This collection of essays, by some of the most distinguished public intellectuals and cultural critics in America explores various dimensions of what it means to live in the age of debt. They ask, what is the debt age? For that matter, what is debt? Is its meaning transhistorical or transcultural? Or is it imbued in ideology and thus historically contingent? What is the relationship between debt and theory? Whose debt is acknowledged and whose is ignored? Who is the paradigmatic subject of debt? How has debt affected contemporary academic culture? Their responses to these and other aspects of debt are sure to become required reading for anyone who wants to understand what it means to live in the debt age.
List of Contributors; Acknowledgments; The Debt Age: An Introduction, Jeffrey R. Di Leo, Peter Hitchcock, and Sophia A. McClennen; Part I. Theory and History; 1. The Rights to Debt, Sophia A. McClennen; 2. Kant at the Federal Reserve: On the Aesthetics of Quantitative Easing, Peter Hitchcock; 3. Debt and Sensuality, Christopher Breu; 4. The Indebted Man’s Cognitive Mapping: Boundaries and Biohorror in the Neoliberal Debt Economy, Liane Tanguay; Part II. Living in the Debt Age; 5. The Debt Experience, Jeffrey D. Williams; 6. Paying Your Debt to Society: The Neoliberal State and the Logic of Quid Pro Quo, Esther Peeren; 7. Indebted Youth and Neoliberalism, Tyler J. Pollard; 8. Austerity Politics and the Neoliberal Targeting of the Body in Public Education, Kenneth J. Saltman; Part III. Resisting the Debt Age; 9. On Debt Resistance, Jeffrey R. Di Leo; 10. Debt and Financial Literacy Education: An Ethics for Capital or the Other?; 11. Student Debt and the Social Functions of Consolidation College, Christopher Newfield; 12. Confronting the Creditor Class, Andrew Ross; Index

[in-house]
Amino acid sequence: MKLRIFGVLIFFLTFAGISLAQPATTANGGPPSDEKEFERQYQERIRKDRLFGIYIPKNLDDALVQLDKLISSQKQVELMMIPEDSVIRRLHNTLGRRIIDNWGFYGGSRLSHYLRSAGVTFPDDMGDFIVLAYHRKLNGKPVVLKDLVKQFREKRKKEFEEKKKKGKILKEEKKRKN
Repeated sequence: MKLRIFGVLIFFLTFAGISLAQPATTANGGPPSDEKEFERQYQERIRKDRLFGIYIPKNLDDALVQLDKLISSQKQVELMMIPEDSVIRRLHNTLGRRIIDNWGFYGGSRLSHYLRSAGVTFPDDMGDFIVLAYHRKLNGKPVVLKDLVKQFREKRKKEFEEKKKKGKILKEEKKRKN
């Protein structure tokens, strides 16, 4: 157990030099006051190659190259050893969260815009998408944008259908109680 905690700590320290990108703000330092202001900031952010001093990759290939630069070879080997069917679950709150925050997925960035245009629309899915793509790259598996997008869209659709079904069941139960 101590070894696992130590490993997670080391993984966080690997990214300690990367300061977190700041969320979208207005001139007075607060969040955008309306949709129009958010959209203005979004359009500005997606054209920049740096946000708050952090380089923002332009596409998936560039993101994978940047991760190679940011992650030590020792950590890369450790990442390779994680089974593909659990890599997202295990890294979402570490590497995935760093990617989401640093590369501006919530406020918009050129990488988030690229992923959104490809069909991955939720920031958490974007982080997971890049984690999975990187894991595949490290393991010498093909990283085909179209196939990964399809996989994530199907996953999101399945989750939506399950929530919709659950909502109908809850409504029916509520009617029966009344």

This impressive collection of essays carries out an urgent task: to deepen our understanding of the contemporary regime of debt, not only to analyze how it works but to find ways to dismantle it. Along the way, we learn how debt underwrites so many of the institutions and practices that circumscribe our lives—from law, public policy, and banking all the way to the control of individual bodies and the immiseration of whole populations. The volume also offers a sustained conversation about the problem of student debt, which thus serves as a specific focal point for the critique of neoliberal governance and the project of debt resistance. Let’s face it: debt is a world-historical drag, and it’s time to bury that weight. The contributors to The Debt Age help us to think about how to make that happen.
Richard Dienst, author of The Bonds of Debt: Borrowing Against the Common Good
To call this book timely would be a gross understatement. Among the metrics of injustice that have arisen to make sense of our situation over the past decade, debt stands virtually alone in its ability to organize so many of the subtle structures of oppression and so much of the agency available to their victims. Matching its contributors beautifully to the diverse kinds, histories, scales, and politics of debt, this collection has the force and the sparkle of a single-authored volume, and an inspired one.
Bruce Robbins, author of The Beneficiary
These superb essays by widely renowned social and cultural theorists provide an essential cognitive mapping of the role of debt within the emerging oligarchic capitalism. Debt represents a speculative mode of capturing future social labor as present value. Debt not only encumbers and disciplines subjects, it produces a constellation of symbolic interactions that limit and constrain sociality and everyday life. This book is essential reading for critically apprehending our debt age and for imagining new tools by which we might smash the creditocracy.
Alexander J. Means, Assistant Professor of Social and Psychological Foundations of Education, SUNY College at Buffalo